4) Only 46 of the 162 starts last year are accounted for by current and healthy Braves. In the same way that elbow pain in spring seems to always end up in the worst-case scenario, there’s no way that a rotation depleted this early doesn’t spiral totally out of control, right?
Sam: I think that’s fair. This is already lining up to be a year like the 2012 Padres had, where 15 pitchers made at least one start. That series of accidents did lead to the unlikely discovery of Eric Stults, so maybe some good will come out of a series of emergency starts.
Will: This is why I feel that the NL East is a one-team race, and why second place is very much up for grabs. The standard deviation for the Braves is enormous; sure, they could win 90 and challenge the Nationals, but even in a bad division I see them coming back to the pack. It’s funny that the rotation is getting all the scrutiny; meanwhile the bullpen may not be as strong in years past, and it’s anyone’s guess who will be playing second base and center field by season’s end. The Braves are like a Jenga tower.
5) The Braves have the game’s third-best 25-and-under core, they’ve extended every one of their young stars, they’ve got the revenue of a brand-new ballpark that a municipal government is just outright gifting them, and in the past four years only one team (the Yankees) has won more games than they have. Why aren’t we all talking about the Braves as a team that’s going to dominate the league for the next five years?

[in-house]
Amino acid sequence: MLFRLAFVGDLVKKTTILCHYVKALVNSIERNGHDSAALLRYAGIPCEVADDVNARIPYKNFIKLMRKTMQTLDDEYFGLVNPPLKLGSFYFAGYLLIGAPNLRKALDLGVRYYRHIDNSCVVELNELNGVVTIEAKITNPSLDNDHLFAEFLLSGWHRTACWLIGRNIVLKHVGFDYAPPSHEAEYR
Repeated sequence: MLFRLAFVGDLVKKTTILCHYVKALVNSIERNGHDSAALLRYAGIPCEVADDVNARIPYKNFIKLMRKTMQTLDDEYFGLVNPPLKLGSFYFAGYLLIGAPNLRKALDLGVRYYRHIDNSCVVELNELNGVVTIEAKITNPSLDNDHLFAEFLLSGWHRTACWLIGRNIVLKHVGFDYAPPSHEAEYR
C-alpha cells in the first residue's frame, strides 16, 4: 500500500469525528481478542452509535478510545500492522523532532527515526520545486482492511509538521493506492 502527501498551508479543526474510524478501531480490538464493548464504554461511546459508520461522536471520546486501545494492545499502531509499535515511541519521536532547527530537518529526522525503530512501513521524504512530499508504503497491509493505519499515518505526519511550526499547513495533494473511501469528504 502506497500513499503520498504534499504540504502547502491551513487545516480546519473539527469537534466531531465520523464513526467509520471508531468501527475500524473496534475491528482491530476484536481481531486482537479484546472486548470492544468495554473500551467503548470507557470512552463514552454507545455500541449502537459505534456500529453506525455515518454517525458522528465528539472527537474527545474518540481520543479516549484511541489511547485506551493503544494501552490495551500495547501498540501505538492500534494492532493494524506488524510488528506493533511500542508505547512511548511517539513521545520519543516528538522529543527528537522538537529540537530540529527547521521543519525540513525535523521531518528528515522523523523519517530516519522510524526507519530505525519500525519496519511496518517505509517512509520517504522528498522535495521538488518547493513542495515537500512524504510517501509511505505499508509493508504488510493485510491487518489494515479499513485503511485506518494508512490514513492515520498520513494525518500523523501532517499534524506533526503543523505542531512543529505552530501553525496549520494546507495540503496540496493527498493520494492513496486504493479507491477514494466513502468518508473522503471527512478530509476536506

Sam: Because…uh. Because there’s not a ligament on the pitching staff that we trust, I guess. Because their star first baseman doesn’t have the power we expect from a first baseman, because their MVP-candidate shortstop doesn’t have the offense we expect from an MVP candidate, because their best position player of the past three years has been a right fielder with a league-average OPS, and because it’s a staff of 2s and 3s without an ace. In other words, they succeed in ways that we’re not used to being impressed by. There’s not a Harper or a Strasburg to attach our emotions to, and there’s not really a well-publicized front office philosophy that we can identify, besides “do everything well.”
Also, they haven’t won a postseason series since 2001, when John Rocker was still the closer. They probably deserve more credit than they’ve received for the recent past and more optimism than we have for the immediate future, but it hasn’t been an elite team for a decade and it won’t be this year.